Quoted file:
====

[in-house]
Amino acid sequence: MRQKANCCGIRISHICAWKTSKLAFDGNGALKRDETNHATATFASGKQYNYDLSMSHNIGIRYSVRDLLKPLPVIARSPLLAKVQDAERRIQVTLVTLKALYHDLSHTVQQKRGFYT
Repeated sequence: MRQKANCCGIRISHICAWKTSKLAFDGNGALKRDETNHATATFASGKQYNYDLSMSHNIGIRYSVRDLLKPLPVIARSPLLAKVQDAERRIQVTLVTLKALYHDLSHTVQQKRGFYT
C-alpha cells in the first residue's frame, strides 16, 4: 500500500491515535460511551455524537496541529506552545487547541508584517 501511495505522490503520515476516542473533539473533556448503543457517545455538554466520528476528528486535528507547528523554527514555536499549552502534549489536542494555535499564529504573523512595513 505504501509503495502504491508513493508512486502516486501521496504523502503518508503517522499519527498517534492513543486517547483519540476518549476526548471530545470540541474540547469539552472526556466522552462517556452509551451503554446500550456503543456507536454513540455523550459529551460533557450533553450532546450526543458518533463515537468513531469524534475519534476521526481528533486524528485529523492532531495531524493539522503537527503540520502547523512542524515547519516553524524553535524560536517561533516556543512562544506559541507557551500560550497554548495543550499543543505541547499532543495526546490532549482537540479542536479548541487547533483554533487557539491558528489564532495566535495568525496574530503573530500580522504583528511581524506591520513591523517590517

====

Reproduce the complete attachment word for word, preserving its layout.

[in-house]
Amino acid sequence: MRQKANCCGIRISHICAWKTSKLAFDGNGALKRDETNHATATFASGKQYNYDLSMSHNIGIRYSVRDLLKPLPVIARSPLLAKVQDAERRIQVTLVTLKALYHDLSHTVQQKRGFYT
Repeated sequence: MRQKANCCGIRISHICAWKTSKLAFDGNGALKRDETNHATATFASGKQYNYDLSMSHNIGIRYSVRDLLKPLPVIARSPLLAKVQDAERRIQVTLVTLKALYHDLSHTVQQKRGFYT
C-alpha cells in the first residue's frame, strides 16, 4: 500500500491515535460511551455524537496541529506552545487547541508584517 501511495505522490503520515476516542473533539473533556448503543457517545455538554466520528476528528486535528507547528523554527514555536499549552502534549489536542494555535499564529504573523512595513 505504501509503495502504491508513493508512486502516486501521496504523502503518508503517522499519527498517534492513543486517547483519540476518549476526548471530545470540541474540547469539552472526556466522552462517556452509551451503554446500550456503543456507536454513540455523550459529551460533557450533553450532546450526543458518533463515537468513531469524534475519534476521526481528533486524528485529523492532531495531524493539522503537527503540520502547523512542524515547519516553524524553535524560536517561533516556543512562544506559541507557551500560550497554548495543550499543543505541547499532543495526546490532549482537540479542536479548541487547533483554533487557539491558528489564532495566535495568525496574530503573530500580522504583528511581524506591520513591523517590517